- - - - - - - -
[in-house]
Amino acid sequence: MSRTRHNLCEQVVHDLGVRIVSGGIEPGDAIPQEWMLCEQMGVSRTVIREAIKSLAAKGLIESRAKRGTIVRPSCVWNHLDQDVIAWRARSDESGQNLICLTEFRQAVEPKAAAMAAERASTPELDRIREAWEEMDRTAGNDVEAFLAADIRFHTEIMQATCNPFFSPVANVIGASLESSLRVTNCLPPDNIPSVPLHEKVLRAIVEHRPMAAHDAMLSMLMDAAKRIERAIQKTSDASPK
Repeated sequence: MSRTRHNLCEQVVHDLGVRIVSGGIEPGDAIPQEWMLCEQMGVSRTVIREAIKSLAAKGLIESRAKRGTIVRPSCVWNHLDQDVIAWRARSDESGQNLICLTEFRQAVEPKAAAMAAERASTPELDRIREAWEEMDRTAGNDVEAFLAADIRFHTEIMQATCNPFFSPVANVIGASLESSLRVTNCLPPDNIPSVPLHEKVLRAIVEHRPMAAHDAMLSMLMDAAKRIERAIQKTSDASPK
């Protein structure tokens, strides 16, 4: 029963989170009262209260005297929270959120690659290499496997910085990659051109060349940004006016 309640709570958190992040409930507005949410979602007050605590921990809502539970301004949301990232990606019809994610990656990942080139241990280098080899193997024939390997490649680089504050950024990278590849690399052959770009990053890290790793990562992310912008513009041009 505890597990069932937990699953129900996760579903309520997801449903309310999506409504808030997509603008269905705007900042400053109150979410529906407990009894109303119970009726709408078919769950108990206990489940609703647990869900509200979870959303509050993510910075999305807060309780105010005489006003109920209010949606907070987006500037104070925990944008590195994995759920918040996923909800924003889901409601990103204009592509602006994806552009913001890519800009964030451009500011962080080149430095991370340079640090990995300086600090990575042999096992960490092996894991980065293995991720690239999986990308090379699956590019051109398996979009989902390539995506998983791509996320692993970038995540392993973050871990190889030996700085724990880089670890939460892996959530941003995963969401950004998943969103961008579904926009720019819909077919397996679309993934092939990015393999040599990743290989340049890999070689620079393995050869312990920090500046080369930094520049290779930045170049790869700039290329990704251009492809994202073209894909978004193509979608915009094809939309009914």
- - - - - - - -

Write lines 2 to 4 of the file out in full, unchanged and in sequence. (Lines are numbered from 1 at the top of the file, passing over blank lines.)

Amino acid sequence: MSRTRHNLCEQVVHDLGVRIVSGGIEPGDAIPQEWMLCEQMGVSRTVIREAIKSLAAKGLIESRAKRGTIVRPSCVWNHLDQDVIAWRARSDESGQNLICLTEFRQAVEPKAAAMAAERASTPELDRIREAWEEMDRTAGNDVEAFLAADIRFHTEIMQATCNPFFSPVANVIGASLESSLRVTNCLPPDNIPSVPLHEKVLRAIVEHRPMAAHDAMLSMLMDAAKRIERAIQKTSDASPK
Repeated sequence: MSRTRHNLCEQVVHDLGVRIVSGGIEPGDAIPQEWMLCEQMGVSRTVIREAIKSLAAKGLIESRAKRGTIVRPSCVWNHLDQDVIAWRARSDESGQNLICLTEFRQAVEPKAAAMAAERASTPELDRIREAWEEMDRTAGNDVEAFLAADIRFHTEIMQATCNPFFSPVANVIGASLESSLRVTNCLPPDNIPSVPLHEKVLRAIVEHRPMAAHDAMLSMLMDAAKRIERAIQKTSDASPK
């Protein structure tokens, strides 16, 4: 029963989170009262209260005297929270959120690659290499496997910085990659051109060349940004006016 309640709570958190992040409930507005949410979602007050605590921990809502539970301004949301990232990606019809994610990656990942080139241990280098080899193997024939390997490649680089504050950024990278590849690399052959770009990053890290790793990562992310912008513009041009 505890597990069932937990699953129900996760579903309520997801449903309310999506409504808030997509603008269905705007900042400053109150979410529906407990009894109303119970009726709408078919769950108990206990489940609703647990869900509200979870959303509050993510910075999305807060309780105010005489006003109920209010949606907070987006500037104070925990944008590195994995759920918040996923909800924003889901409601990103204009592509602006994806552009913001890519800009964030451009500011962080080149430095991370340079640090990995300086600090990575042999096992960490092996894991980065293995991720690239999986990308090379699956590019051109398996979009989902390539995506998983791509996320692993970038995540392993973050871990190889030996700085724990880089670890939460892996959530941003995963969401950004998943969103961008579904926009720019819909077919397996679309993934092939990015393999040599990743290989340049890999070689620079393995050869312990920090500046080369930094520049290779930045170049790869700039290329990704251009492809994202073209894909978004193509979608915009094809939309009914």